- Food & Drink
- Design & Culture
- Cars, Jets & Yachts
By Chris | July 17 2013
Recognized as the world’s first ever charity watch auction, Only Watch is conducted by the watch auctioneers, Antiquorum.
33 of the world’s leading watch manufacturers are donating a unique timepiece specially created for the occasion, one of which will feature on Elite’s website every day leading up to this not-to-be-missed auction.
The proceeds from the sales will be donated to the Monegasque Association against Muscular Dystrophy, promoter of Only Watch with Antiquorum Auctioneers and the Monaco Yacht Show, to help finance research for Duchenne Muscular Dystrophy, a degenerative neuromuscular disease affecting 1 in 3,500 boys and therefore 250,000 children, adolescents, and young adults around the world.
From September 6, an international exhibit of the Only Watch collection of timepieces for men and women will also travel the world – Singapore, Hong Kong, Shanghai, Beijing, New York – and will be concluded by a presentation during the Monaco Yacht Show (September 25 to 28).
The Only Watch auction itself takes place on September 28 at 11am (GMT+1) in the ‘Salle Belle Epoque’ of the Hôtel Hermitage.
“The Three Apes” is a piece of art dedicated to the traditional crafts of guilloche main, skeletonization and fire enamel. The resuscitation of these historical, to a degree almost forgotten, handcrafts is something that is near and dear to Chronoswiss CEO Oliver Ebstein, who founded a special workshop at the brand’s headquarters in the Swiss town of Lucerne in spring 2013.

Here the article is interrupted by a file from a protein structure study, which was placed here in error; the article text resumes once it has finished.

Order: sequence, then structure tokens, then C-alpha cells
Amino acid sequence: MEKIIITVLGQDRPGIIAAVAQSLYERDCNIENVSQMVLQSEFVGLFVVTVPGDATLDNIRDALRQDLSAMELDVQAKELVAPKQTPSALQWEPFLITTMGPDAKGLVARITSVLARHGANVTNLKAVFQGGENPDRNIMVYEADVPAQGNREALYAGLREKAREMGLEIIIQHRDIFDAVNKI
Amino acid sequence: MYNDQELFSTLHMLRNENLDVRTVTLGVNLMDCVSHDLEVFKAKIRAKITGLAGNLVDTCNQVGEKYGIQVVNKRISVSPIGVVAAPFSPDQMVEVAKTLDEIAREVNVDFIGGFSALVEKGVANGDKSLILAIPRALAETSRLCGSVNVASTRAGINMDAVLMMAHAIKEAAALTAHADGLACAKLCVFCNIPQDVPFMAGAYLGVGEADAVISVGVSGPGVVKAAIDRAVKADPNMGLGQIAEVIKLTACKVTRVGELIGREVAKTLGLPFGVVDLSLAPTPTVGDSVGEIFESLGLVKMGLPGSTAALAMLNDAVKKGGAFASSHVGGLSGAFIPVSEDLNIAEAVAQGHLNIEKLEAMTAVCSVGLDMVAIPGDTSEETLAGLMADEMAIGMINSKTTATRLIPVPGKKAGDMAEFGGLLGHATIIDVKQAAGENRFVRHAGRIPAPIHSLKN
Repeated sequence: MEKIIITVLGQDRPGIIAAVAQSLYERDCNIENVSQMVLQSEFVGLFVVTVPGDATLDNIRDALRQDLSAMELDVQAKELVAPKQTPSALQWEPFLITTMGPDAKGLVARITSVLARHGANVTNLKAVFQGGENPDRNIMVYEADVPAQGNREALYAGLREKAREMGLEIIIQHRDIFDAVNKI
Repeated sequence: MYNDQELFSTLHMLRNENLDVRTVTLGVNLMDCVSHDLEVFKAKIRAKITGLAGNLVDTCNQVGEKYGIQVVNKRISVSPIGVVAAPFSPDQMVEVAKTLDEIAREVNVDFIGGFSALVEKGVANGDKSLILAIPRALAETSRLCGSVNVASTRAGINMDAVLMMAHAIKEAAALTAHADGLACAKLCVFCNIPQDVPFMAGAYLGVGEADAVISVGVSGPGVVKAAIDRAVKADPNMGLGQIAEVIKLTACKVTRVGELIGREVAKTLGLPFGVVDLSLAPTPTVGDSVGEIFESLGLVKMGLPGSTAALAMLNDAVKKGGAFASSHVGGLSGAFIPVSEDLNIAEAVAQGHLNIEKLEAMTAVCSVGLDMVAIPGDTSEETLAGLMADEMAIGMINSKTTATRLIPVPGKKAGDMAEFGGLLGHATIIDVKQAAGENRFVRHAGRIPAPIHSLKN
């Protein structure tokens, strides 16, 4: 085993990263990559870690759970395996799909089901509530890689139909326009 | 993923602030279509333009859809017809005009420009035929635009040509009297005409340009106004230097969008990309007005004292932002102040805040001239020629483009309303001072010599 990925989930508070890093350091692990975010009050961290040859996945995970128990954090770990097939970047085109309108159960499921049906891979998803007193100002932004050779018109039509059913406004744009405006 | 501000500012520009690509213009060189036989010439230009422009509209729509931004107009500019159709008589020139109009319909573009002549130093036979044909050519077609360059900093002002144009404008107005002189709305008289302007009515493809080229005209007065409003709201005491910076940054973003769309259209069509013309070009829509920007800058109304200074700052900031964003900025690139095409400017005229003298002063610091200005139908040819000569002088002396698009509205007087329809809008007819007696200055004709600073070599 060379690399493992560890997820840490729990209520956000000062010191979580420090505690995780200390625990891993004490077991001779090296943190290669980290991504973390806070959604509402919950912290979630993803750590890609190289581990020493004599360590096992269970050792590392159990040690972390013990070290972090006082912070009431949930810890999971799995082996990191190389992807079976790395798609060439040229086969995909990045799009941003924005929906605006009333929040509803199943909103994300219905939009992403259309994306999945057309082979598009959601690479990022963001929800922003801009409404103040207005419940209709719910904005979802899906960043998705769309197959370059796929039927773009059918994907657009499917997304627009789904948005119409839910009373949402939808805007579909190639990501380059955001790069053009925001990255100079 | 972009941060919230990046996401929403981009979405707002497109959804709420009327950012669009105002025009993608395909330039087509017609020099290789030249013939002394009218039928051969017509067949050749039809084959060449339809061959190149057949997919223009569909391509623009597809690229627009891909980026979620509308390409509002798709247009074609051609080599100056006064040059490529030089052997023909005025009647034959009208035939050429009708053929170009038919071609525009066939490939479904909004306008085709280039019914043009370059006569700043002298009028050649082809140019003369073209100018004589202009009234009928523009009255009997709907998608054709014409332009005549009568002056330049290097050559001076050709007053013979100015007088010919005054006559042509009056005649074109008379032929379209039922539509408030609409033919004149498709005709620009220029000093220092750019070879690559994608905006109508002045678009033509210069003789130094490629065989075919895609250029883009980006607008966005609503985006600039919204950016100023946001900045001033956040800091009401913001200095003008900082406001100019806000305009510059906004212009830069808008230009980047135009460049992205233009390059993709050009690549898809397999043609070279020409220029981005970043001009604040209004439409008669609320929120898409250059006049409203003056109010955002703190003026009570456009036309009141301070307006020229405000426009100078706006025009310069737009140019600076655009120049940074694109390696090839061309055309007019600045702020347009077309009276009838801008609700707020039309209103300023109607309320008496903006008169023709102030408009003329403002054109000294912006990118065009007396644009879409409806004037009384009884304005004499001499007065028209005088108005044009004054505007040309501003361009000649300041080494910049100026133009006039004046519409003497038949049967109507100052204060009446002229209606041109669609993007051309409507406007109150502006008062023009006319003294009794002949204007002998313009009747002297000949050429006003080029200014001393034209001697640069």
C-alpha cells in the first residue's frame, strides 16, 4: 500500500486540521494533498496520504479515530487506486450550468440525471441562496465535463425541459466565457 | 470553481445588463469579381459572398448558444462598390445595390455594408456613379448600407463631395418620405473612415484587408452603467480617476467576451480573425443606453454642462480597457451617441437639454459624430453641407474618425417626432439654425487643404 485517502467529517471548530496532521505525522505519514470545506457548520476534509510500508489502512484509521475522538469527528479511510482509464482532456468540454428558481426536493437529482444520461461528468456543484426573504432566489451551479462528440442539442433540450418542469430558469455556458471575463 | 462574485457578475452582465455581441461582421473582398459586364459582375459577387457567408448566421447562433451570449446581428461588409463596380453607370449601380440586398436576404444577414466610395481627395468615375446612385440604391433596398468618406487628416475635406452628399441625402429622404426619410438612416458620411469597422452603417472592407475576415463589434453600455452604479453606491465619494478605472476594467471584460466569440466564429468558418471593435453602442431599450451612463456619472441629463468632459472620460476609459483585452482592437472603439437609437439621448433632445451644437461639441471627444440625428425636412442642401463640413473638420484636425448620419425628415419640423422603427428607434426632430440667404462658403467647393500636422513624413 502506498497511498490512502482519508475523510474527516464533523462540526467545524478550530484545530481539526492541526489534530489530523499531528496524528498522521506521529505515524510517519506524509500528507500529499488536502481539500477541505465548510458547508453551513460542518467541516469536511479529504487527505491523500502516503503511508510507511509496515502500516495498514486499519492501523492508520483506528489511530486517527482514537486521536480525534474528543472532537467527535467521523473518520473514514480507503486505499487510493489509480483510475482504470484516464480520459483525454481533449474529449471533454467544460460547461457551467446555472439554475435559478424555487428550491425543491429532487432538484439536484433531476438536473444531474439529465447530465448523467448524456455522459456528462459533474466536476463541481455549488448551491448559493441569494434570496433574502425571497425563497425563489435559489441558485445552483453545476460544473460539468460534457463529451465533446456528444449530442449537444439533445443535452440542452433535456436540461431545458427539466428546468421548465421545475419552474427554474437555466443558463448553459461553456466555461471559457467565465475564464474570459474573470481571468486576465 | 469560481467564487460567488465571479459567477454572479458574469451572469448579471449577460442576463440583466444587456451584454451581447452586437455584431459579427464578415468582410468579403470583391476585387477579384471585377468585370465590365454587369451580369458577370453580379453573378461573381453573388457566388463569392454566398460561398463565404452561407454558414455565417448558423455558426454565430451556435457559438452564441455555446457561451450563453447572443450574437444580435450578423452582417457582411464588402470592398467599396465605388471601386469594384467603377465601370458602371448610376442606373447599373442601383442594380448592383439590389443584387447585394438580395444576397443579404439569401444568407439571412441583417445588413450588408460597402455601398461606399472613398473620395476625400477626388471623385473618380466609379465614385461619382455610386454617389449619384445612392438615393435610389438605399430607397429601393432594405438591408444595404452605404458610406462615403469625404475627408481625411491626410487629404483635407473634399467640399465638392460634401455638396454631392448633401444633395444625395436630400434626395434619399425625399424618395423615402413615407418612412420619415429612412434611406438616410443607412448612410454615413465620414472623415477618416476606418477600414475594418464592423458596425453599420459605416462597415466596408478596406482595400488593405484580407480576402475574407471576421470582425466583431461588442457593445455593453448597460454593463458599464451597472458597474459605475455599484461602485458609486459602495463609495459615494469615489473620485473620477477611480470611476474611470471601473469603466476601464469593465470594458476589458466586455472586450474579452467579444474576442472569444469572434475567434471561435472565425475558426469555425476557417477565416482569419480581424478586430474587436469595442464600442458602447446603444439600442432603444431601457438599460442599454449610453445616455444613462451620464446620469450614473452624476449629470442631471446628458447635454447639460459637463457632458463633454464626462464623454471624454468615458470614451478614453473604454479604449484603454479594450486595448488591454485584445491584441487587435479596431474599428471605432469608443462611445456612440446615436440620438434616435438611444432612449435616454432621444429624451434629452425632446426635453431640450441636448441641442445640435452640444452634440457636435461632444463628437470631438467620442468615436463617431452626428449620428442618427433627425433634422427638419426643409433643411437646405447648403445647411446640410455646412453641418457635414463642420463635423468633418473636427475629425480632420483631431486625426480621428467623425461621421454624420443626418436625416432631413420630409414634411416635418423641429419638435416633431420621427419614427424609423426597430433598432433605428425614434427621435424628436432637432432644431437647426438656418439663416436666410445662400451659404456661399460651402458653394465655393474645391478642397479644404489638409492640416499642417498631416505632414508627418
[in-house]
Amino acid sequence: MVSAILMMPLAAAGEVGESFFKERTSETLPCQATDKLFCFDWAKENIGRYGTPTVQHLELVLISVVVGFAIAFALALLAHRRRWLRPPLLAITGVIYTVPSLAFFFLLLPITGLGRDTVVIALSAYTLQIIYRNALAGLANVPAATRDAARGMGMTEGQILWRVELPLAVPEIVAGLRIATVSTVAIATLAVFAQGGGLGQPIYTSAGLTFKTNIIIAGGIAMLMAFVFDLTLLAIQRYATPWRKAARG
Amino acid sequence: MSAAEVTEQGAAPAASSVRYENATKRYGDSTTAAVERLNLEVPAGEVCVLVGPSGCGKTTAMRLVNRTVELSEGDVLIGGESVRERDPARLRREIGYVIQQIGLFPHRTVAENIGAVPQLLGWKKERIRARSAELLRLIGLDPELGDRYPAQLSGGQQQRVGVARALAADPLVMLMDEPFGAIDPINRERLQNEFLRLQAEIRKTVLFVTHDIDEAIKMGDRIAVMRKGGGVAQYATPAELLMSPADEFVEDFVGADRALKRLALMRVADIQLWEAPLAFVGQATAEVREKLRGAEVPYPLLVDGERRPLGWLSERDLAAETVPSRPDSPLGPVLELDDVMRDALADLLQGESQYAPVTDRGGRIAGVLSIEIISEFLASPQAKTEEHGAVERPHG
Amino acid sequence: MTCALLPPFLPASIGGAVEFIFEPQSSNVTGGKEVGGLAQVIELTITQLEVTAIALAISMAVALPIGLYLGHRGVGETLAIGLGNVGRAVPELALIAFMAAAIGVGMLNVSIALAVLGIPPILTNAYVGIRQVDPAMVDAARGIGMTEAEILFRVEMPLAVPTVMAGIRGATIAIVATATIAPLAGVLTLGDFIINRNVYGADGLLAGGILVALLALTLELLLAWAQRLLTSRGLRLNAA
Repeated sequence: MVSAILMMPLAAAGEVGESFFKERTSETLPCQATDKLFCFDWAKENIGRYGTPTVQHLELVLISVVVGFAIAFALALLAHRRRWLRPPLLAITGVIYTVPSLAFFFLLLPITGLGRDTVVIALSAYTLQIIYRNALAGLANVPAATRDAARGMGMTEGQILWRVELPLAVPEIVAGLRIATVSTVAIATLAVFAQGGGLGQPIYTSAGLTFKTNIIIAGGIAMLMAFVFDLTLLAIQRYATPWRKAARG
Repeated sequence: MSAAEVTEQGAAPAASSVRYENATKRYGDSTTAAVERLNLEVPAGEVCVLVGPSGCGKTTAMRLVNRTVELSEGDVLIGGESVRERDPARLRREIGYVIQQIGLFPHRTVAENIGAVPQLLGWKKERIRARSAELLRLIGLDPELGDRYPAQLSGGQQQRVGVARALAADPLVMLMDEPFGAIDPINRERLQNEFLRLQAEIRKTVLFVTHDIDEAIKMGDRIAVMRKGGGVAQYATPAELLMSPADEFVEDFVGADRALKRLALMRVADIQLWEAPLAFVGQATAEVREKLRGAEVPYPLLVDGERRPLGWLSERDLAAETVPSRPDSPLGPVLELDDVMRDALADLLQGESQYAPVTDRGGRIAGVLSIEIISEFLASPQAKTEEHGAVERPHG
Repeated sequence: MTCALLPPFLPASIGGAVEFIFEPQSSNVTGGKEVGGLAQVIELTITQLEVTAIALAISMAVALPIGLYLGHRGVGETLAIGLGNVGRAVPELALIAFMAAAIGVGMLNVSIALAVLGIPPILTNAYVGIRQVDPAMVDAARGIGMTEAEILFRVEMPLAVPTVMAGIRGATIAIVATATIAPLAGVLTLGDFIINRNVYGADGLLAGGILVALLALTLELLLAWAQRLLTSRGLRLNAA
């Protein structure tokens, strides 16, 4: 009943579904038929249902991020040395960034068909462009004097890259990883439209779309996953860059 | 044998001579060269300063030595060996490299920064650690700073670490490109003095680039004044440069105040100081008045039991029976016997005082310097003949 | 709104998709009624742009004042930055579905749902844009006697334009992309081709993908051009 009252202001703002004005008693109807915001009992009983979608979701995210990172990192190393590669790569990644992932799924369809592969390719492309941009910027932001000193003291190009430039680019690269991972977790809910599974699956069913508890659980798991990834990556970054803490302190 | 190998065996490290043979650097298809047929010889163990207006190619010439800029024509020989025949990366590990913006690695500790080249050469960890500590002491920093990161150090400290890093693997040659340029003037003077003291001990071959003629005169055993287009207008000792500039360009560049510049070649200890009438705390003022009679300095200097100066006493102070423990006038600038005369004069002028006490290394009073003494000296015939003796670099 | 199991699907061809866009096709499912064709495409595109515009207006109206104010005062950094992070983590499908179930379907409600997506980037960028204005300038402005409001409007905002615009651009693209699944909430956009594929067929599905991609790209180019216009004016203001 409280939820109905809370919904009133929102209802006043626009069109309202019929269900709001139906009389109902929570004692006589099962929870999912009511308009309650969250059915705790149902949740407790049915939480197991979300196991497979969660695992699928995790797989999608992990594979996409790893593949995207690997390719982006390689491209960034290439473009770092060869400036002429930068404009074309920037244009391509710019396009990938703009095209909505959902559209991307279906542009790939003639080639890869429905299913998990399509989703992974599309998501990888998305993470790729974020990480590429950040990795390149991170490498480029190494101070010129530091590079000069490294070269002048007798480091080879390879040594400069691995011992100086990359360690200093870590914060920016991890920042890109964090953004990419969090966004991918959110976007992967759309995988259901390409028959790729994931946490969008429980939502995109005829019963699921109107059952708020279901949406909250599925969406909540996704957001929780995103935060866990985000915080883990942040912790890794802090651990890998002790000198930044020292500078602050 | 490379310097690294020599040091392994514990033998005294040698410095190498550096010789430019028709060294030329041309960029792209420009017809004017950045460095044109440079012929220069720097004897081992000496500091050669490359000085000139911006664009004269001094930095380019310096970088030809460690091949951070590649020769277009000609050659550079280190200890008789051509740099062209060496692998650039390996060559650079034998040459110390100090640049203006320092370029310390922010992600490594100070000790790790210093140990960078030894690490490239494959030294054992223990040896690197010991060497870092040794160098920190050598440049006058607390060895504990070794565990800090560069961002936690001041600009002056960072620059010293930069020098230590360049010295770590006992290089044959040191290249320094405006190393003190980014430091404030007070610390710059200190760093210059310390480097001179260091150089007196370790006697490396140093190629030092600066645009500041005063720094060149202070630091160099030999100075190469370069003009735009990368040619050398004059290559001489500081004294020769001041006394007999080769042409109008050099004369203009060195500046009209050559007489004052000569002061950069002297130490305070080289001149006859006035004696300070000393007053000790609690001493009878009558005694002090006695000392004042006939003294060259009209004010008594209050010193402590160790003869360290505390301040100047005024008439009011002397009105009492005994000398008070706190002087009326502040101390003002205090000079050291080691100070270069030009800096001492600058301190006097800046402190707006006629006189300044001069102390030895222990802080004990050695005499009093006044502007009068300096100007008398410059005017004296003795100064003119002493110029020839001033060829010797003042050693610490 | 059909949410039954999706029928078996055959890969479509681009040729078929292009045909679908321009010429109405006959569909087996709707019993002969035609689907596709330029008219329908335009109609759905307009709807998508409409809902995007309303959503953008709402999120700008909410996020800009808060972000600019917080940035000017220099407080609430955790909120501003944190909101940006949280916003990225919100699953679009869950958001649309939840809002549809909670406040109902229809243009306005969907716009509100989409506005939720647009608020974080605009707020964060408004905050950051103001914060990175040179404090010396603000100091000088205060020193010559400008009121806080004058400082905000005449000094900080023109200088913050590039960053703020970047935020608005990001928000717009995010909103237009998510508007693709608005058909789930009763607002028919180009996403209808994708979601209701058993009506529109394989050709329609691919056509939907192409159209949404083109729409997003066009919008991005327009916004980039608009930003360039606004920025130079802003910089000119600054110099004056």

The unique thing about this piece of art is the incorporation of various demanding techniques in one watch. The dial of Chronoswiss’ contribution to the Only Watch has first been lavishly decorated with guilloché main and then lent a fascinating depth and three-dimensionality thanks to transparent fire enamel on top. The three apes featured on the dial are a symbol of the typical human reaction to diseases (denial), and are meant to create awareness for the cause of muscular dystrophy.
While the dial as the “face” of the watch receives a lot of attention, the insides of the timepiece, which are visible through the transparent case back, also create a great amount of fascination. The manually wound movement is lavishly decorated: with goldsmiths’ saw and file, the skeletonizer goes to work; bridges and plates are later embellished with guilloché décor.
The front and back of each wristwatch are so gorgeously embellished that it is difficult to say which perspective offers the more refined views. Regardless of the side that you begin with when admiring this model, you will always see a work of art entirely created by hand.
Case: Solid 21-part case in red gold (18-karat), polished, Æ 44 mm, height 11.10 mm; sapphire crystal with antireflective coating; solid onion-shaped crown; fully threaded, screw-in back with sapphire crystal with antireflective coating; screwed strap-lugs with patented Autobloc system; water-resistant to three atmospheres
Movement: ETA 6498, manually wound; individualized modification: skeletonized by hand; Ø 16½’’’ (36.6mm), height 4.50mm; 17 jewels; Incabloc shock absorber; ca. 40-hour power reserve; 2.5Hz. 18,000 A/h (semi-oscillations); Glycydur screw-balance; Nivarox 1 flat balance-spring; polished lever, escape-wheel and screws; elaborately and manually skeletonized and engraved base plate, gear-train bridges and balance-cock; polished steel screws; crown wheel and ratchet wheel
Dial / hands: Solid 18-karat gold dial embellished with guilloche details performed by hand and on top of the guilloche, enameled by hand (dial enameled in seven parts, “plique-à-jour”); gold-plated hands
Strap: Louisiana Alligator with pin buckle